Bonding with your kids . . . it's sometimes easier said than done. Even acclaimed pediatrician Dr. William Sears — author of the bestselling parenting manual The Baby Book — recognizes that it can get a lot harder as they get older. So, where do you begin? Well, when they're babies.
"This is precisely why bonding is so important in the first couple years of life because that's when you lay the foundation for bonding in the later years," Sears told us. "Even bonding with a preborn baby is ideal, but mainly those first two years after the baby is born are crucial. Think about it as an investment in toddlerhood and teenhood."
The reason those early months set the tone for later bonding is because that bonding lays the foundation that the world is a warm and trusting place to live. As Sears explained, the baby will begin to think, "I trust my world. I trust my caregivers. I am safe because I'm held, nursed, loved."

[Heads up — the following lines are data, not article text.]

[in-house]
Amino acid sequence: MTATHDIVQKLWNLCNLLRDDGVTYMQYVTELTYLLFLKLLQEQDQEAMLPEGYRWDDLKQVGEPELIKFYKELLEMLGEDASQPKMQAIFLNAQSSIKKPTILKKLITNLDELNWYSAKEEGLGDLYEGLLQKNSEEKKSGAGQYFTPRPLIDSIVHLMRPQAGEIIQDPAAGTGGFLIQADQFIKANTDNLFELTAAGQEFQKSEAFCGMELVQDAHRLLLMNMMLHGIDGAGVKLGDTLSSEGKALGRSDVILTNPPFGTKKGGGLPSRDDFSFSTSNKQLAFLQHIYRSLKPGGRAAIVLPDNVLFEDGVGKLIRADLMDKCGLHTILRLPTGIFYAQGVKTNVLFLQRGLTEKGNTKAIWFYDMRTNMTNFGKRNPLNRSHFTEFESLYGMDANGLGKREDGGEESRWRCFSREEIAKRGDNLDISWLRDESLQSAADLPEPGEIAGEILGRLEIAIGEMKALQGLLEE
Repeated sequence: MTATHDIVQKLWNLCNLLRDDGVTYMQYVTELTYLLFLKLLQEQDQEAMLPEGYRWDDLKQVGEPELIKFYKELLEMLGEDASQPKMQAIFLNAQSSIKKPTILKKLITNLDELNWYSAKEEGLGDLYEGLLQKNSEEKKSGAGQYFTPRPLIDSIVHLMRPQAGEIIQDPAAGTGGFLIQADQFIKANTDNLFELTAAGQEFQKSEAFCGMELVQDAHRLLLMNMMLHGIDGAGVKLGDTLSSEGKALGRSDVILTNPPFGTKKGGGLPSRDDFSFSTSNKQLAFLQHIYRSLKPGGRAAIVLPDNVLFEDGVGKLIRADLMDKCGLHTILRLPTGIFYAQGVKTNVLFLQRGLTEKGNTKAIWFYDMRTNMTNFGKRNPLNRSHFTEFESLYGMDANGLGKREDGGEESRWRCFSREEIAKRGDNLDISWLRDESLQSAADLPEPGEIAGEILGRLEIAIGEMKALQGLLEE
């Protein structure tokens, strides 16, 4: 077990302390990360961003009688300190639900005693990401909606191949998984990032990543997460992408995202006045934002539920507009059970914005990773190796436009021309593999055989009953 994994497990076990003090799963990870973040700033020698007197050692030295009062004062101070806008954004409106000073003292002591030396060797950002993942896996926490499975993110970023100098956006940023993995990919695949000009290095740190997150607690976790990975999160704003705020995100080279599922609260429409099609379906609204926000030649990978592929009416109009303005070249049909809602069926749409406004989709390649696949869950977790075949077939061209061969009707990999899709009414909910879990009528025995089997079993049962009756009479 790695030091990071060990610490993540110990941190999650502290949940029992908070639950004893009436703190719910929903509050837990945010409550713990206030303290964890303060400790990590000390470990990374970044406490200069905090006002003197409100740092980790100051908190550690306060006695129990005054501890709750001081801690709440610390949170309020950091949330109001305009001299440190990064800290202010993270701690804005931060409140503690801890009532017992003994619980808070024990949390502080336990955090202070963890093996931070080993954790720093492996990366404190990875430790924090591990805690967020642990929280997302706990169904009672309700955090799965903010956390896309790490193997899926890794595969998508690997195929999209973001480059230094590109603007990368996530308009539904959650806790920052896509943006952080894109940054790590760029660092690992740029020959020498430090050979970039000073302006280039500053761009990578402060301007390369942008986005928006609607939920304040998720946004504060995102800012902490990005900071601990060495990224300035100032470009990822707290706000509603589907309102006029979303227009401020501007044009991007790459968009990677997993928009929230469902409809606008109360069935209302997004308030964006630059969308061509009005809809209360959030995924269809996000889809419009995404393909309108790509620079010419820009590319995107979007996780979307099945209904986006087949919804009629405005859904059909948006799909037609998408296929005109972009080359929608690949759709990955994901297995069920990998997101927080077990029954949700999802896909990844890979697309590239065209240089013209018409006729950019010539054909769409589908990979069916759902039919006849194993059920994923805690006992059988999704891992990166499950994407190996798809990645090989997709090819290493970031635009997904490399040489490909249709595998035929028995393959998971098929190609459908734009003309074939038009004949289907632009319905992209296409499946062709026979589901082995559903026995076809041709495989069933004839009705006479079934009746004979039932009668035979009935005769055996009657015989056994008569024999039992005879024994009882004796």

So, what to do if you can't hop in your time machine and go back to those early days with your now-school-aged child? What if those first few years weren't filled with quality bonding moments, whether it was because you had to return to work early, you had older children vying for your attention, or other physical or emotional limitations that often reveal themselves postpartum?
"The earlier you start, the easier it is," Sears said, "but you can catch up at any age."
So, how do you bond with your kids when they seem to prefer the nanny, when you are completely zapped of energy at the end of the day, or when cell phones and iPads get in the way? And how will you maintain what bonds you have built once back-to-school season kicks off? We had Sears walk us through nine of the most common bonding challenges to come up with surprisingly easy solutions.